It has always been thought that technical, reasoned philosophy is the comprehensive science of reality and brings under its special scrutiny such fundamental concepts as space, time, contingency, mind, causation, language. It has been said that the task of philosophy is to delineate “the generic traits” of reality; and even if its scope were less than this, the value placed on philosophy would fade away if it were thought incapable of yielding ontological information. The process of value-deflation has in fact set in, for the classical notion of philosophy has begun to wear thin. The philosophical tree of knowledge has so far borne only phantom fruit and created intractable disputation. A closer look at philosophy can no longer be dismissed or thought unnecessary. In the last fifty years, the work of G. E. Moore, the logical positivists, and Ludwig Wittgenstein has made it uncertain what a philosopher is talking about when he says that motion does not exist or that no two terms are really synonymous, although it is still natural to think that the first statement is about the occurrence of motion and the second about the existence of synonymy in a language.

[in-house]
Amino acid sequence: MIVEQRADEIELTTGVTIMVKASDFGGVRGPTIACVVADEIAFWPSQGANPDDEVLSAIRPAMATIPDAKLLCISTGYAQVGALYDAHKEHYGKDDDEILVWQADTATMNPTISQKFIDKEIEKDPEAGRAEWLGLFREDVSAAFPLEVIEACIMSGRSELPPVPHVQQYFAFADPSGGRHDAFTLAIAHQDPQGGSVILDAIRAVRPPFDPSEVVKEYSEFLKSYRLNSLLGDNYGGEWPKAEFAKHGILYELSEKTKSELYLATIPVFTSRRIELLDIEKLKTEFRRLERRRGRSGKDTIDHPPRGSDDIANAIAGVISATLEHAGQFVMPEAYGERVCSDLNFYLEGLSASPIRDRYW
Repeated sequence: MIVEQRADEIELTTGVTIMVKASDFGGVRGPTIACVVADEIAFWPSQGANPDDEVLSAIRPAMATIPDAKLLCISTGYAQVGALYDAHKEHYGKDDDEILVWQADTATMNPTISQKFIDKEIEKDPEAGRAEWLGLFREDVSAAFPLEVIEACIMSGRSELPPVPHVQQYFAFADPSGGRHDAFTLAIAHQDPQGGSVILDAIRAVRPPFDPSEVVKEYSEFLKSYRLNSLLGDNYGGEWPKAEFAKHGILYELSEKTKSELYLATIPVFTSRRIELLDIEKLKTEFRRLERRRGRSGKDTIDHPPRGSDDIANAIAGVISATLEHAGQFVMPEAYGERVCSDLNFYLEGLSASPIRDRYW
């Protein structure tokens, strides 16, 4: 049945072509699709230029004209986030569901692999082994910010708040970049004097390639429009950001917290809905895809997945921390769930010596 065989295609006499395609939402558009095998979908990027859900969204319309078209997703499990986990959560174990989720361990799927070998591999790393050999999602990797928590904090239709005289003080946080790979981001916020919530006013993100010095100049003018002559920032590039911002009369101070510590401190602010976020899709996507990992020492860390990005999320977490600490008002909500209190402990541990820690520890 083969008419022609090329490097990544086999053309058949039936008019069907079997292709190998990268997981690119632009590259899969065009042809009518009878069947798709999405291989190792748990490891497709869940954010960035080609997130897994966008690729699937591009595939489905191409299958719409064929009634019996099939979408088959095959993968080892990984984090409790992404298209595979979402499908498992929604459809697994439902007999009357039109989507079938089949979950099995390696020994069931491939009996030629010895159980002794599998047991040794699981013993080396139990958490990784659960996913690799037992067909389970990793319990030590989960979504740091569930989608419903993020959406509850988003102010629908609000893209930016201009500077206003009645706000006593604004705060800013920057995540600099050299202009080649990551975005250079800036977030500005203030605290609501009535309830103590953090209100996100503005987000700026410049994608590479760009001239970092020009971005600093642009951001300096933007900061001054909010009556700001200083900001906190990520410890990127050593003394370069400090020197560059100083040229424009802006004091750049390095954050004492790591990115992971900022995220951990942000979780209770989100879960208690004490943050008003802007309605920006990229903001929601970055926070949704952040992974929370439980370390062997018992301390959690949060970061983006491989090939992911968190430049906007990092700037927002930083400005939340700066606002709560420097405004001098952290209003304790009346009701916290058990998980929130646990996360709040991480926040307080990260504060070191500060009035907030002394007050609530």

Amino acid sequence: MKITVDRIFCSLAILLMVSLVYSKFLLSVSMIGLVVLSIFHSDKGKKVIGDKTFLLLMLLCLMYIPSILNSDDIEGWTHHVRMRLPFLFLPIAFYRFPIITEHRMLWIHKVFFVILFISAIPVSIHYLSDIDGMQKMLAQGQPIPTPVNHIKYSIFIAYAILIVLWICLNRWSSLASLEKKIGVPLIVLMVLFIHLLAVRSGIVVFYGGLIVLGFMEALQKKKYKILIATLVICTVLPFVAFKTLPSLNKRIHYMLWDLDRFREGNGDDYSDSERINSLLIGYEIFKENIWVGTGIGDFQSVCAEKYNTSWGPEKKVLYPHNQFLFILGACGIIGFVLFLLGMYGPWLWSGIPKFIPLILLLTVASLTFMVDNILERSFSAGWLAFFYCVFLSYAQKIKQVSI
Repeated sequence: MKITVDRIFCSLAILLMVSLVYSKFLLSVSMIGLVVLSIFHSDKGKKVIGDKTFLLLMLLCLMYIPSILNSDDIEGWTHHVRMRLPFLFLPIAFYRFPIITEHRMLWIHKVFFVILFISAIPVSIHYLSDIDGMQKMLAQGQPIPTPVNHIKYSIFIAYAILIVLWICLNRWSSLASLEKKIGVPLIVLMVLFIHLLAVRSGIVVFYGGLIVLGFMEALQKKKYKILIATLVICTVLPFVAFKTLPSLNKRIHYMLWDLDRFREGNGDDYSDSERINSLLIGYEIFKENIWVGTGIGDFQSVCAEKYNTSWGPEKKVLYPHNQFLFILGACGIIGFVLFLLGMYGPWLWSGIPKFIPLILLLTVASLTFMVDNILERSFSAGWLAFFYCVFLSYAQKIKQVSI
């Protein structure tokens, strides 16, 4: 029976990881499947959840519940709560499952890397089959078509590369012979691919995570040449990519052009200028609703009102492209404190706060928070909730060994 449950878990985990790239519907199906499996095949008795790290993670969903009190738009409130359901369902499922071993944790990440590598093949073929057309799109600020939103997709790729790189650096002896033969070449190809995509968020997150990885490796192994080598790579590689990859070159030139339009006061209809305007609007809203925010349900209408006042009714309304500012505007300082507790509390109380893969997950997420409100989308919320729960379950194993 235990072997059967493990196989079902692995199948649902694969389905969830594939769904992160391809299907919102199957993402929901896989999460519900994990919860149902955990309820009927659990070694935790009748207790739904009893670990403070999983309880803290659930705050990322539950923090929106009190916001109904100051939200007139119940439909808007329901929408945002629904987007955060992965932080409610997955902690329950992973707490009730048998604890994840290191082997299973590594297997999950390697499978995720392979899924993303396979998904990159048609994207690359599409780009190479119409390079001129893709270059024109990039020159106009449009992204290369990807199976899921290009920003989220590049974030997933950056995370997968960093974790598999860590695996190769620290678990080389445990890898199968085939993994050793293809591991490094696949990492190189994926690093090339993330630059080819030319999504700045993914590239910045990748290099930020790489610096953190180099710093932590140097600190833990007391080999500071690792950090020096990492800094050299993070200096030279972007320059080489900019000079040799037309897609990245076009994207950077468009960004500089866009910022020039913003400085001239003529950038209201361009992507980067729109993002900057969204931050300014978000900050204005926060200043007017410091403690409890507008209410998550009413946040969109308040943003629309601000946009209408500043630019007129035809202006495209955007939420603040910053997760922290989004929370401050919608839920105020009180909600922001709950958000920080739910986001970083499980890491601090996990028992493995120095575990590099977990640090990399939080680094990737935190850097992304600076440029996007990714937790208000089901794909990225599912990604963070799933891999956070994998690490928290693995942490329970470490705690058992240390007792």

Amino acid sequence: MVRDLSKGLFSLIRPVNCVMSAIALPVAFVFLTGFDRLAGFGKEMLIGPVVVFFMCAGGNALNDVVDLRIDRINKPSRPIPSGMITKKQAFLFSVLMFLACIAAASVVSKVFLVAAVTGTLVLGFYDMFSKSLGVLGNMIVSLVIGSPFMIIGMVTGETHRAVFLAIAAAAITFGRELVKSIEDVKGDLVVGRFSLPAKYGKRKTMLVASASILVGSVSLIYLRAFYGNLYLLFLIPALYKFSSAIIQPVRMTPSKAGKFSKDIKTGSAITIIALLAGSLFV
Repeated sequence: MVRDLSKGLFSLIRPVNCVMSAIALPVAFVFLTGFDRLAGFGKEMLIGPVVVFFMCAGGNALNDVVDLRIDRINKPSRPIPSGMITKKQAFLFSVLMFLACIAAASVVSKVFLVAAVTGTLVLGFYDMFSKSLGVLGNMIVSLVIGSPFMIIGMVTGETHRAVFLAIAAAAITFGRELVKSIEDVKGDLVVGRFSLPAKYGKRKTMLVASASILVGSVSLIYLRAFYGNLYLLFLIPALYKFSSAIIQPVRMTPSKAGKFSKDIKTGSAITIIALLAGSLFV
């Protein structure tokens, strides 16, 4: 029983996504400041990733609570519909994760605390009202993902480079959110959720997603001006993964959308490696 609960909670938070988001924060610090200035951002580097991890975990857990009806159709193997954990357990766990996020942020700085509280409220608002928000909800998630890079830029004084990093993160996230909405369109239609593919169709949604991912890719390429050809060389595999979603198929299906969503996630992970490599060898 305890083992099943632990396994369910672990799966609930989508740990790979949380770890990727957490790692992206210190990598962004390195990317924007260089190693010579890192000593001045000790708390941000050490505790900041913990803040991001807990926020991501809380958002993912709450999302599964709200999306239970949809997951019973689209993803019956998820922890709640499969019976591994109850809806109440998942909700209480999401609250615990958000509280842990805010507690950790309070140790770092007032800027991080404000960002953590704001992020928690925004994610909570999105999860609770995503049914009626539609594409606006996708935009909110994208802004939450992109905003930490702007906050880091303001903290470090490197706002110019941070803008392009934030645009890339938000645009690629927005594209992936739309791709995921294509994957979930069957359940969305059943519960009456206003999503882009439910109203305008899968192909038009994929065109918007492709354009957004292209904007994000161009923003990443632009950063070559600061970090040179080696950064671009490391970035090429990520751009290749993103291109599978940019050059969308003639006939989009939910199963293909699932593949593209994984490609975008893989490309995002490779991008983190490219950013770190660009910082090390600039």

Contingent Proposition Philosophical Problem Philosophical Theory Unitary Meaning Logical Necessity 
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References and Notes

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Copyright information

© Plenum Press, New York 1983

Authors and Affiliations

  • Morris Lazerowitz
    • 1
  1. 1.Smith CollegeNorthamptonUSA

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